In a complaint lodged with the U.S. District Court for the Northern District of California, Apple seeks to obtain a declaratory judgment stating non-infringement of a call and data routing patent owned by VoIP-Pal.
On Tuesday, VoIP-Pal filed suit against Apple in the Western District of Texas, alleging infringement of U.S. Patent No. No. 10,218,606 for “Producing routing messages for voice over IP communications.” The entity is leveraging the same patent against Google, Facebook and Amazon in separately filed complaints.
As stated in the patent filing and VoIP-Pal’s complaint against Apple, the IP, originally assigned to VoIP specialist Digifonica, is claimed to invent a digital solution to hinderances associated with call routing and communication handling. VoIP-Pal acquired Digifonica and its patent portfolio in 2013.
The ‘606 patent covers automatic call routing including user-specific calling styles, support of mass global styles of dialing, and facilitation of user identifiers like usernames across disparate networks. Apple’s FaceTime and iMessage are named as accused instrumentalities in the suit.
According to today’s counter from Apple, however, the company’s products do not infringe the patent’s two asserted claims, which note limitations “routing message” and “processing the second participant identifier and the at least one first participant attribute, using the at least one processor, to produce a new second participant identifier based on at least one match between the second participant identifier and the at least one first participant attribute.”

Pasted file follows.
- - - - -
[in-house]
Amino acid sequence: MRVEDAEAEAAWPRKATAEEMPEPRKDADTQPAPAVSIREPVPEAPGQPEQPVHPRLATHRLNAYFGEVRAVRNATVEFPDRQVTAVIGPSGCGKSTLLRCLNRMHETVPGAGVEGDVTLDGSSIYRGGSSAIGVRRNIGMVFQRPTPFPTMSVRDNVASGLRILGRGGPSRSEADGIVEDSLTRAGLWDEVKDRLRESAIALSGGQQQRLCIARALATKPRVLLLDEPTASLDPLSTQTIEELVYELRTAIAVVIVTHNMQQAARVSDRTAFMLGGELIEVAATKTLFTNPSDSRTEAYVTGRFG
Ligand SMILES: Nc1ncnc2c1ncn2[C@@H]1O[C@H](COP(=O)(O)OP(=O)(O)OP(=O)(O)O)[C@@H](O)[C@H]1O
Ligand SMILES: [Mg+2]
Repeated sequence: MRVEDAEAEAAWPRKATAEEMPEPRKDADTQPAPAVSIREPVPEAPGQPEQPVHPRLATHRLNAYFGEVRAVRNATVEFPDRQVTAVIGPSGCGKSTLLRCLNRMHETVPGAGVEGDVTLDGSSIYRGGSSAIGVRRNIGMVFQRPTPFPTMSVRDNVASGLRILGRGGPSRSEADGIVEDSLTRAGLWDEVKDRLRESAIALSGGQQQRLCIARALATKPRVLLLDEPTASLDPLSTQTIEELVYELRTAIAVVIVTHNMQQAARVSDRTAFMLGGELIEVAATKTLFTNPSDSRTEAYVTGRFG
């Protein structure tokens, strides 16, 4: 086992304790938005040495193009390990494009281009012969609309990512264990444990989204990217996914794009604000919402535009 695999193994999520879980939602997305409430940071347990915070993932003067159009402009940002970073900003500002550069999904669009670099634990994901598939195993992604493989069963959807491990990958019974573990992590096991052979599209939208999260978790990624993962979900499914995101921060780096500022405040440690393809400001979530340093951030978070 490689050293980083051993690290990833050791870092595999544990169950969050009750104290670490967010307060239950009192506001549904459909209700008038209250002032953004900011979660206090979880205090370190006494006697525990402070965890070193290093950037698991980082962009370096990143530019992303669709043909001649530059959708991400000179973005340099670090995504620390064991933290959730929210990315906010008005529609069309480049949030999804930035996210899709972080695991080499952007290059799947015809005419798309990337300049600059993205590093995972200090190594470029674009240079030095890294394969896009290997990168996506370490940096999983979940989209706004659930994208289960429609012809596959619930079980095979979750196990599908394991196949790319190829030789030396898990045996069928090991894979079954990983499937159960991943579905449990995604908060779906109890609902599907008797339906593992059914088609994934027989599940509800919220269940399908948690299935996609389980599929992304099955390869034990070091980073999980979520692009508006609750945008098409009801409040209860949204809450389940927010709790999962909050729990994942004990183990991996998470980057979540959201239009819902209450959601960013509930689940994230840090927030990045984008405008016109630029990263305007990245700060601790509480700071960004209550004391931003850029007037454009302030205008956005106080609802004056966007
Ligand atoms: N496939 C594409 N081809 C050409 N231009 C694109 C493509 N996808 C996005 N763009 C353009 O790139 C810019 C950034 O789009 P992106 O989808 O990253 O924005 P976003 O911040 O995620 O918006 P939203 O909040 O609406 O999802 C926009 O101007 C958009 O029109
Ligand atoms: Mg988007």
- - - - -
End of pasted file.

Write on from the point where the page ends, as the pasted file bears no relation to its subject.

Further, Apple asks the court to invalidate the ‘606 patent’s functional claims. Apple argues claims recited in the published IP are identical or “very similar” to already-invalidated claims asserted in two prior VoIP-Pal complaints.
VoIP-Pal previously filed six lawsuits that, collectively, cited six patents related to the current ‘606 patent. Two of those cases were aimed at Apple, but were dismissed after they landed in California court.
California Judge Lucy Koh, who presided over both Apple-related cases, found all six leveraged patents were invalid for claiming ineligible subject matter. On appeal, the federal circuit confirmed Koh’s decision in one case and is currently deliberating the other.
Apple is looking for a similar ruling in the immediate suit, saying the ‘606 patent is “directed to the abstract idea of routing a communication based on characteristics of the participants.” Further, the IP fails to recite an inventive concept, Apple says, as they “recite generic computer components […] that the specification admits were not invented by VoIP-Pal and that operate in their expected manner.”
Apple asks the court to assign the case to Koh and seeks a declaration of non-infringement and invalidation of the ‘606 patent’s claims.